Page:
Many factory installations also made use of a two piece oil line connected together with a special union that also uses the "threaded sleeve" / "double compression" style fittings. An example of one of these unions is shown in the lower right of the above photo. Weatherhead makes a 1/4" version of this union but I'm not aware of any replacements in the 1/8" size necessary for this application. I believe the union was only used to make installation of the tubing easier on the assembly line (two shorter sections as opposed to fishing in one long section). So this part isn't absolutely necessary unless you're doing a 100% factory correct restoration.
Keeping the "OIL" warning light functional when adding a gauge
In many cases, swapping a factory gauge cluster in place of one that originally had warning lights will eliminate the "OIL" warning light. However, some factory gauge clusters still include an "OIL" light. When that is the case, I prefer to have both the gauge and warning light functional. Similarly, when adding aftermarket gauges I like to keep the warning lights functional as well.
Using a Tee fitting as shown in the above photo makes it possible to connect an oil pressure gauge while keeping the stock "OIL" warning light functional. Sometimes it is necessary to use a pipe nipple to space the Tee fitting out away from the engine for clearance. The example on the left in the above photo shows a 1/8" NPT x 1-1/2" brass nipple (Weatherhead #3327x2, Edelmann #213210, Everco #113A1) along with an 1/8" NPT brass Tee (Weatherhead #3700x2, Edelmann #201200, Everco #101A). A relatively short style oil pressure switch (for the "OIL" light) is also shown in this example. It is equivalent to a Standard Motor Products #PS-15 which will activate the "OIL" light if the pressure drops below the 3 to 9 PSI range.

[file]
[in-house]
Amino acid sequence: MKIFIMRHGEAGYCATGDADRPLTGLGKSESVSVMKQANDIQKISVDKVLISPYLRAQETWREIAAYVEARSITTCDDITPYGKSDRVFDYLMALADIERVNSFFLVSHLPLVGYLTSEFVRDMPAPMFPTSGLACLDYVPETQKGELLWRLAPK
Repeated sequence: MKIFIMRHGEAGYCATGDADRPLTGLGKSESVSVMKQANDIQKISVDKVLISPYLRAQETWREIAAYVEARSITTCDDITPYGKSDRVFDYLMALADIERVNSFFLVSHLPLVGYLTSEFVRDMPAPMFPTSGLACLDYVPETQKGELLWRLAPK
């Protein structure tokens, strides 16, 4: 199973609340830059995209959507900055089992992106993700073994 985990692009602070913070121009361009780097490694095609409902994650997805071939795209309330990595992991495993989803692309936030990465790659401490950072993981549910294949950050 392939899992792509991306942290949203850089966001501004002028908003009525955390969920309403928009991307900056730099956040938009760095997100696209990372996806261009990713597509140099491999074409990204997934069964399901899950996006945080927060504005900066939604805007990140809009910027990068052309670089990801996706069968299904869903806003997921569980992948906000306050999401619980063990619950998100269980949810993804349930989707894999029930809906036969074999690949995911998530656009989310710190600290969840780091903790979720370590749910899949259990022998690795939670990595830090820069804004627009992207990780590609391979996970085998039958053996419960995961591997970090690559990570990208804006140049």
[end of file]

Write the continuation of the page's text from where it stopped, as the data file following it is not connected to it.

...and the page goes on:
In some cases, an 1/8" street Tee (Weatherhead #3750x2, Edelmann #227200, Everco #127A) can be screwed directly into the oil pressure port on the block. An example of this is shown in the middle of the above photo. Also shown is a stock long type oil pressure switch (for the "OIL" light) that is typically used on small block Chevy V8's. This switch is Standard Motor Products #PS-12 and also activates the light when pressure is below 3 to 9 PSI.
Some engines have 1/4" NPT pipe threads instead of 1/8" NPT for the oil pressure port. For those, it will be necessary to use a reducer bushing (Weatherhead #3220x4x2, Edelmann #210420, Everco #110C) as shown in the upper right corner of the above photo.
Shown in the lower right corner of the above photo is a typical 1/8" NPT to 1/8" compression male connector (Weatherhead #68x2, Edelmann #168220, Everco #68A) that can be used to join 1/8" steel or copper tubing to the Tee fitting when adding an aftermarket oil pressure gauge. This type of fitting can also be used on the engine side of a factory GM oil gauge installation but the special "threaded sleeve" / "double compression" connector described up near the beginning of this page must be used on the gauge end.